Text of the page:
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The Lottery is far too valuable an asset to squander on ill-conceived or shortsighted proposals

in Lottery

The Connecticut Lottery Corp. is a $1.3 billion a year operation generating more than $330 million annually to the general fund, more than both casinos combined. Overall, the Lottery is valued as a $4.5 billion asset. 

State Lottery Must Face Up To Its Problems

The Connecticut Lottery Corp. is a $1.3 billion a year operation generating more than $330 million annually to the general fund, more than both casinos combined. Overall, the Lottery is valued as a $4.5 billion asset. Nonetheless, the Lottery suffers from growing operational stress, relational issues with the legislature and the Department of Consumer Protection, relentless pressure to generate revenue and inadequate levels of organizational investment. These problems need to be addressed.

Last fall, Gov. Dannel P. Malloy appointed me chairman of the Lottery’s board of directors. I accepted the position with no preconceived notions in hopes that a path to a more administratively stable, more credible and financially productive Lottery could be found.

In 2016 and 2017, several embarrassing incidents occurred at the Lottery, resulting in resignations by the board chairman and chief executive officer. Since then, the interim administration has improved agency management and strengthened lottery performance. No doubt, the Lottery has suffered a period of poor management and bad administrative decisions. The current executive staff, though, has stabilized operations and demonstrates competence and effectiveness in managing day-to-day operations.

Twenty years ago, the General Assembly made the Lottery a free-standing business organization with far fewer regulatory constraints than most state agencies. This was to encourage efficiency, independent decision making and to promote a greater degree of administrative agility in a very fast moving and competitive industry. This level of autonomy, however, until recently, has limited both effective Lottery relations with its regulatory control agency, the Department of Consumer Protection, and its responsiveness to legitimate legislative oversight.

Since 2007, the Lottery has been the state’s most reliable revenue source, with revenue increasing from $280 million then to $337 million in 2017. Connecticut is 29th among the states in population, but 19th in terms of lottery revenue and fifth in terms of per capita sales. This is being accomplished at a ridiculously low administrative cost figure of approximately 4 percent, making the Lottery, arguably, the most efficient agency of state government. With normal operational challenges and continuing legislative criticism, however, this record of consistently good performance is often overlooked.

The inescapable conclusion is that, despite some very visible operational difficulties, the Lottery’s basic model has been highly successful and the public’s confidence in the Lottery, as measured by increasing sales, remains strong.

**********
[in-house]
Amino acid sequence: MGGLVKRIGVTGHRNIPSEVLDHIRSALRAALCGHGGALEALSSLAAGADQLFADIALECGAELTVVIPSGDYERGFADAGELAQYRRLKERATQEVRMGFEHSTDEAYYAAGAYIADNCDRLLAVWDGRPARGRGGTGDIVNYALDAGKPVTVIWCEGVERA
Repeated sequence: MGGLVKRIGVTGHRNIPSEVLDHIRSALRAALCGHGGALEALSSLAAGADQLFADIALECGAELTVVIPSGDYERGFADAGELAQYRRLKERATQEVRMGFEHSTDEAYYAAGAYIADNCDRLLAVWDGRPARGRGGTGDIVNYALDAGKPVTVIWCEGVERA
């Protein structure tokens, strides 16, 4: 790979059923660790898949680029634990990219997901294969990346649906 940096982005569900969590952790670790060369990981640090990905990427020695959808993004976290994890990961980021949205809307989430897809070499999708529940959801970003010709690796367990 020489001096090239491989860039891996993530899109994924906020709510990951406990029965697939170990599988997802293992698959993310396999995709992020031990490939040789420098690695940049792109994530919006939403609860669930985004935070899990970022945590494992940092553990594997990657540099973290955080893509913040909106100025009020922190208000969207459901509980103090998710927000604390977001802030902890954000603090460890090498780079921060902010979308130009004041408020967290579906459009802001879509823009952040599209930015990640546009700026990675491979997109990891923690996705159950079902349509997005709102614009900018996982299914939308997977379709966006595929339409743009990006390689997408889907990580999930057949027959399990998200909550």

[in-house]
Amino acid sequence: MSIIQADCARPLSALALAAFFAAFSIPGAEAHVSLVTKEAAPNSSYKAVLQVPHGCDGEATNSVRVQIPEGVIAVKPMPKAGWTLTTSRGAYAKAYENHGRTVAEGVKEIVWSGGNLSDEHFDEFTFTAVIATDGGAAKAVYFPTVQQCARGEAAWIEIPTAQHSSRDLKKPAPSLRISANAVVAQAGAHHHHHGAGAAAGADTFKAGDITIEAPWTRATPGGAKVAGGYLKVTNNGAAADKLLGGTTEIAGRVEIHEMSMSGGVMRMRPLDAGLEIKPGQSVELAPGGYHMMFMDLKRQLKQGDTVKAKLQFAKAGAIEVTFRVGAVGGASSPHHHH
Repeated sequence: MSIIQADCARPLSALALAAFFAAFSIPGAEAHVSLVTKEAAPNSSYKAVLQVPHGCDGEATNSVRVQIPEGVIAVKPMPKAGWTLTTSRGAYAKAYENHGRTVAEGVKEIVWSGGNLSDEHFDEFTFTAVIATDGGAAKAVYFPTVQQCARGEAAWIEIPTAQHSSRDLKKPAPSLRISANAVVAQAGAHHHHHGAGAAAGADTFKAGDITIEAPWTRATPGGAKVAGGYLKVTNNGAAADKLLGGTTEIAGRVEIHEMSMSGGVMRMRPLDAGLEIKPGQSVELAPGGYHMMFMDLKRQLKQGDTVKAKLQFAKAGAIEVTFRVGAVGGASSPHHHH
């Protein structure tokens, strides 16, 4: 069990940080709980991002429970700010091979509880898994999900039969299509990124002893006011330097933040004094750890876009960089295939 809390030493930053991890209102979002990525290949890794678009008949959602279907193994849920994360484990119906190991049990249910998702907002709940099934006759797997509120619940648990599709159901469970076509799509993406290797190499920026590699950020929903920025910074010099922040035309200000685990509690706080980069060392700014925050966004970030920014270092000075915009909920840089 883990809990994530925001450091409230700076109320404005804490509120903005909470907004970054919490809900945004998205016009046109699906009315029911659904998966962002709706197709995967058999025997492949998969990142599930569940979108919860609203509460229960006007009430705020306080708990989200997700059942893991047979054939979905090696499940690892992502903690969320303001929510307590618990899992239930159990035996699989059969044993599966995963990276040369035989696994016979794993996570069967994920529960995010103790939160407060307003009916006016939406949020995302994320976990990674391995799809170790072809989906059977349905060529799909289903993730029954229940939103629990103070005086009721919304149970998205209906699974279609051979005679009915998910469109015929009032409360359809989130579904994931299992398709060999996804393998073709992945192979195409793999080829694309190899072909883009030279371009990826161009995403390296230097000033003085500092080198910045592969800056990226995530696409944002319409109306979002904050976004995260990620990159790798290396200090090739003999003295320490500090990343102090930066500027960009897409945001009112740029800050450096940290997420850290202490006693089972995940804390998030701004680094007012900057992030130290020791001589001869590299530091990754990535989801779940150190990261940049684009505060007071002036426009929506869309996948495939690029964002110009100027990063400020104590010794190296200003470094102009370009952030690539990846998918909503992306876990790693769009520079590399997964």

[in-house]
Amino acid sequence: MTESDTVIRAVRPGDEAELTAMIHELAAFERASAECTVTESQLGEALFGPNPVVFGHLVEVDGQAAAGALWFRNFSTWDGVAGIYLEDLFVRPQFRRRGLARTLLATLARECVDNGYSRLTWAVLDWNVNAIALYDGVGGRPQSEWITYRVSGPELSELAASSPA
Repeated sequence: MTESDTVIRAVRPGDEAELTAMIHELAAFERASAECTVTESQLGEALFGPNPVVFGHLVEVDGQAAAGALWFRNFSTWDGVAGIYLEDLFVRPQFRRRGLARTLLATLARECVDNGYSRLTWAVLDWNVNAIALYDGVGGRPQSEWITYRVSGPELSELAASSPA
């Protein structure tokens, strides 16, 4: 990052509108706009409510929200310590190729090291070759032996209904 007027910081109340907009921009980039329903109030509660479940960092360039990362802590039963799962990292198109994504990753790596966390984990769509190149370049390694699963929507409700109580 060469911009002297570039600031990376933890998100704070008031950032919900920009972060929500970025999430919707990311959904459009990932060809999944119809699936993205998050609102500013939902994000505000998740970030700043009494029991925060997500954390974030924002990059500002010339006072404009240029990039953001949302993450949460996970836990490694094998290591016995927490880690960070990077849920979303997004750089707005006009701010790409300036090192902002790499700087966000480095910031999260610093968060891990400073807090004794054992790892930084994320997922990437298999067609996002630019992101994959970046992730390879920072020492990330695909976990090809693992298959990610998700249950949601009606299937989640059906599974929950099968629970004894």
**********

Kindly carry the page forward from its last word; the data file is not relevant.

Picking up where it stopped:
Even so, the Lottery has never undergone a comprehensive organizational analysis. More frequent restructuring is needed to ensure that a competitive business model is maintained and an adequate level of organizational investment is regularly made. The legislature is correct to insist that influences of the former Lottery administration are eliminated and efforts to do so are being led by the board of directors. The regulatory relationship between the Department of Consumer Protection and the Lottery also needs to be reassessed, clarified and strengthened.

Seven months as chairman leads me to conclude that, after 20 years of administrative autonomy, growth and profitability, the Lottery system, and that includes the Department of Consumer Protection’s regulatory role, needs to be examined by independent experts who can identify its strengths and weaknesses and prepare an objective analysis for consideration by the Lottery, the governor and the legislature. We need to step back, hit the reset button, suspend the acrimony and develop a plan that prescribes a level of administrative intervention that can effect meaningful and strategic change in Lottery operations. Toward that objective, the Lottery has authorized a study and the board is working cooperatively with the Department of Consumer Protection to select a consultant and implement that effort.

After decades of doing the same things the same way, its time to review our entire system, correct its deficiencies, build on its strengths, invest in its future and prepare it for the growth opportunities that lie ahead. Without this cooperative effort, it is quite likely that more, not fewer, problems will occur, inefficiencies will increase and revenue to the General Fund will decline. The Lottery is far too valuable an asset to squander on ill-conceived or shortsighted proposals.

Donald DeFronzo lives in New Britain.

http://www.courant.com/opinion/op-ed/hc-op-defronzo-ct-lottery-needs-outside-review-20180329-story.html